Forty two students sent to an island, each given a different assortment of weapons. their mission: kill each other until only one’s left standing. Sound familiar? Based on a novel by Kōshun Takami, guest reviewer Chris Elena takes on this cult classic.
Set in the not too distant future, kids have become out of control. In the first few minutes of Battle Royale, we see a student attack one of his teachers with a knife, without any word or warning. Times have clearly changed and something must be done…and it has. A legislation is passed, the “Milennium Educational Reform Act” or as its better known as “The BR act”. This involves the government capturing a school class of mostly of 15 and 16 year olds, placing them all on a remote island where they’re foced to fight to the death and only one survivour can remain. What does this prove? Good question.
Other than government officials, the curator of this particular match is the school teacher we saw being attacked at the very beginning of the film, and the chosen class’ former eigth grade teacher, Kitano-sensei (Takeshi Kitano). Revenge? Perhaps. This particular class consists of forty two students, each of whom get a bag containing a small ration of food and water and of course, a weapon. Each student gets a different weapon, some being on the more creative end of things. They’re given three days, and at the end of that time if there isn’t a sole survivor, then they’ll all be killed. How many will be willing to kill their best friends in order to make it to the end?
Battle Royale was made in 2000 but released in Australia in 2003 and has yet to see a proper release in the U.S. Possibly in the wake of The Hunger Games release – which coincidentally has an incredibly similar plot, yet one tenth of the carnage – the Director’s Cut Blu-ray and DVD has been released, with a little more than 10 minutes of extra footage added to the film. It doesn’t exactly improve the film, but there is a noticeable difference, a worthy one also.
Ever since it’s first release back in the early 2000s, the film has grown to an enormous cult status and for good reason. Battle Royale doesn’t pull a single punch. It’s brutal, relentless and incredibly entertaining and original. The horror and excitement you’ll feel during almost every scene on the island is beyond words. In terms of story, it’s well told and the switch from the first half an hour being story and plot based to the last hour and a half being almost purely character driven is well constructed.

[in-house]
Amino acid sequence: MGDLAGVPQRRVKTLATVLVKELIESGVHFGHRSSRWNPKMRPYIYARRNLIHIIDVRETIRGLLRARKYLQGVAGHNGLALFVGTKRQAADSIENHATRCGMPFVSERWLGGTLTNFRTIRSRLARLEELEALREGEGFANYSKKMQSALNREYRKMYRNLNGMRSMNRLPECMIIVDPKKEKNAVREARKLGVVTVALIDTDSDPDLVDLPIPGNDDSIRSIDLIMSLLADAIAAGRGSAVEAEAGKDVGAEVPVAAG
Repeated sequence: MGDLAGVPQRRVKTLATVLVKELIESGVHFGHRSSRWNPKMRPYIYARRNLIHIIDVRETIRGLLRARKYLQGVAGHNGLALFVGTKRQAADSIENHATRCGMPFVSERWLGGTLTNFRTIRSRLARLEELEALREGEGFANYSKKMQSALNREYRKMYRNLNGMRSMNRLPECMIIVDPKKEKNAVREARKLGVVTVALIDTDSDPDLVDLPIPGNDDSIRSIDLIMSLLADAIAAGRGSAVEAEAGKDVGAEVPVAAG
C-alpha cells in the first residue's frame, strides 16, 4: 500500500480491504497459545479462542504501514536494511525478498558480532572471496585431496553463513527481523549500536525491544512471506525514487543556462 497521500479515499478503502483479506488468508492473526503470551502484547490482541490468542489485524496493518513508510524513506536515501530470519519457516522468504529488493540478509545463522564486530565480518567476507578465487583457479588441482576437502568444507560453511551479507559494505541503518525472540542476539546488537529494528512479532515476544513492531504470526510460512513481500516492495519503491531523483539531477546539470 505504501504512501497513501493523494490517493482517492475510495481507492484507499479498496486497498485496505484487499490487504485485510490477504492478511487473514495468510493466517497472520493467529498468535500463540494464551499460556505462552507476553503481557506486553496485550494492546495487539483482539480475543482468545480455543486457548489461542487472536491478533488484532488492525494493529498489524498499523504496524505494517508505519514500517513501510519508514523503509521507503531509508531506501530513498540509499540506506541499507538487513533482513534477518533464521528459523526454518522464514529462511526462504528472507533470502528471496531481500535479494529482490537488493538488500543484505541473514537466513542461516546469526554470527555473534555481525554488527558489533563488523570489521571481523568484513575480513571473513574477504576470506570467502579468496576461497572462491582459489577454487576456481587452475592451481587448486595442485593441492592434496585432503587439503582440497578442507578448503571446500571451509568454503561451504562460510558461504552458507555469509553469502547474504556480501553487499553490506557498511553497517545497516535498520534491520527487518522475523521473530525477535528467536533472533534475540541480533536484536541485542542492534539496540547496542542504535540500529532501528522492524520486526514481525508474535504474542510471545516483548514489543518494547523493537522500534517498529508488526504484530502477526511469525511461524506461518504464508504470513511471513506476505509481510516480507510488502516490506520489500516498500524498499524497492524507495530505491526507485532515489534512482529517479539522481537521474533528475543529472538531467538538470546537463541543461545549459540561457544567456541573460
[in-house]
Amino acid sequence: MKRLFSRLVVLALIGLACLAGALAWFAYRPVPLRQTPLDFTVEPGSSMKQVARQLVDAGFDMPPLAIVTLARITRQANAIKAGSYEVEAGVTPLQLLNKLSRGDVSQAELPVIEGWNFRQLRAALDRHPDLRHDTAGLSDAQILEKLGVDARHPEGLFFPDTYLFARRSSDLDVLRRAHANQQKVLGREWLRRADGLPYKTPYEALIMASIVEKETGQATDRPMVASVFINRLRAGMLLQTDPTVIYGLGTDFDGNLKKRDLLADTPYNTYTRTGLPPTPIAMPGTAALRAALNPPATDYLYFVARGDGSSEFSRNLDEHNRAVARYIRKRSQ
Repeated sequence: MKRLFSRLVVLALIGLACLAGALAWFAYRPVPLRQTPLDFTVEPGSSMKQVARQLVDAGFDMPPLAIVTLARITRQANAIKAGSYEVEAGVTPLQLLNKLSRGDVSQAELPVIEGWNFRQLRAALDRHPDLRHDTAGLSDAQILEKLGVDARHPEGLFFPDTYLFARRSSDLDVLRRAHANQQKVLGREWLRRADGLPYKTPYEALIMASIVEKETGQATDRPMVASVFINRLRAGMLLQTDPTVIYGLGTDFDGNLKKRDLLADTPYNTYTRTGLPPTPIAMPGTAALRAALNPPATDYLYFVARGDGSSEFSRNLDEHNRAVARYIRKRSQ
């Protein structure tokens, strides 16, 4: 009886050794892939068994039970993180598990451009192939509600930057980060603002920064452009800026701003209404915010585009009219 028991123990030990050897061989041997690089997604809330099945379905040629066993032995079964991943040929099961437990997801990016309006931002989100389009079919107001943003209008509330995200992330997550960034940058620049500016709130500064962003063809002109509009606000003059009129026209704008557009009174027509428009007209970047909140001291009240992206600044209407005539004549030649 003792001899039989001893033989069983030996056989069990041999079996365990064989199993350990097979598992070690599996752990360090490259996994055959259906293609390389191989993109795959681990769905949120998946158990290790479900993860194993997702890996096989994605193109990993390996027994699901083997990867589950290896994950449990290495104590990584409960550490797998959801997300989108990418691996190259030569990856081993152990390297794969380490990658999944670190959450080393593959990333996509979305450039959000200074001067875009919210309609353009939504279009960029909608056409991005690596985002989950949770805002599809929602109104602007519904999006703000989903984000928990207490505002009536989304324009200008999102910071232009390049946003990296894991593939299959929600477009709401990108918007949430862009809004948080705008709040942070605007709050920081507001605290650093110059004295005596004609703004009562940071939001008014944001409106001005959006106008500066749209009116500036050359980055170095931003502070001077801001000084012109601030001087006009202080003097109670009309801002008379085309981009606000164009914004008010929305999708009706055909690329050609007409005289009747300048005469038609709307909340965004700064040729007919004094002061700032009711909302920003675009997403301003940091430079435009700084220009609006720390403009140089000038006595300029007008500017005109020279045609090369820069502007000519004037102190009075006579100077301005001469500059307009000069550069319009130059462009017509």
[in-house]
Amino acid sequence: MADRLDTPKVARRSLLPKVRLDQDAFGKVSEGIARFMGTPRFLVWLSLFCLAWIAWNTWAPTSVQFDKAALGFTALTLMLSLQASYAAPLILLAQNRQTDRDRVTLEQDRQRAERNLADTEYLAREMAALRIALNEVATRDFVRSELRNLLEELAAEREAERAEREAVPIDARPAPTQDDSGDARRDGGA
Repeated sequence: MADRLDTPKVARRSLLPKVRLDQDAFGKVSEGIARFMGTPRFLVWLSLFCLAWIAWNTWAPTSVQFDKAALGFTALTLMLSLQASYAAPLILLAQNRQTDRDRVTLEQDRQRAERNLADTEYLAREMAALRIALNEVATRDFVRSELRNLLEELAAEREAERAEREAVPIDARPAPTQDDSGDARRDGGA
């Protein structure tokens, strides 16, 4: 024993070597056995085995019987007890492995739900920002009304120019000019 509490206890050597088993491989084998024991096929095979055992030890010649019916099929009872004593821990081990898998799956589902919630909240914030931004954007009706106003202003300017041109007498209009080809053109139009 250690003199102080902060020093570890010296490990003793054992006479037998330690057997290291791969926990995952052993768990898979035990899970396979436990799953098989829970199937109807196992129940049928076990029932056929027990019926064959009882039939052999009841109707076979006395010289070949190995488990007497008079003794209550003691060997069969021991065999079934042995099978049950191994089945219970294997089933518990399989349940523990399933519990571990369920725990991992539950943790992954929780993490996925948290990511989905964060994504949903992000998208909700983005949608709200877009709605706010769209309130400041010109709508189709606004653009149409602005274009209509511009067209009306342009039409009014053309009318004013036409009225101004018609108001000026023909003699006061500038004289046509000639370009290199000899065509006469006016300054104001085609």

The novelty of Battle Royale lies in the premise and the bloody violence, and in that area it really doesn’t disappoint. At times it is cool, while other moments are savage. A large number of these kids are friends, and you see the friendship tested and the ugliest bits of human nature surface when their days become even more numbered.
As successful as the film is with its story and characters, there are faults. The characters could’ve had a little more depth, considering we spend such a large amount of time with them, yet their bond of friendship is always noticeable. The ending is disappointing and somewhat of a cop-out considering how many rules the film breaks and how ruthless it is. The character back-story of our intended protagonist is a little tacky, and emotionally manipulative, but works better as the film progresses.
The real strength, oddly enough, is the violence. If it all looked cool and inventive throughout, the message would’ve been lost completely and the film itself would’ve been even more sadistic. Instead, you gasp and worry rather than cheer and admire. Very few films have yet to perfect this. Battle Royale, for the most part, does.
The Director’s Cut edition contains as mentioned an extra 10 minutes of footage added to the original cut of the film. The picture quality is solid, although nothing too groundbreaking and a slew of great special features including a Director’s statement, a Battle Royale documentary and making of, revealing the shooting locations and how it was filmed all over Japan as well as the political undertones being highlighted all the more in the documentary, along with much much more making this an instant puchase.
Battle Royale doesn’t pull a single punch. It’s brutal, relentless and incredibly entertaining and original. The horror and excitement you’ll feel during almost every scene on the island is beyond words.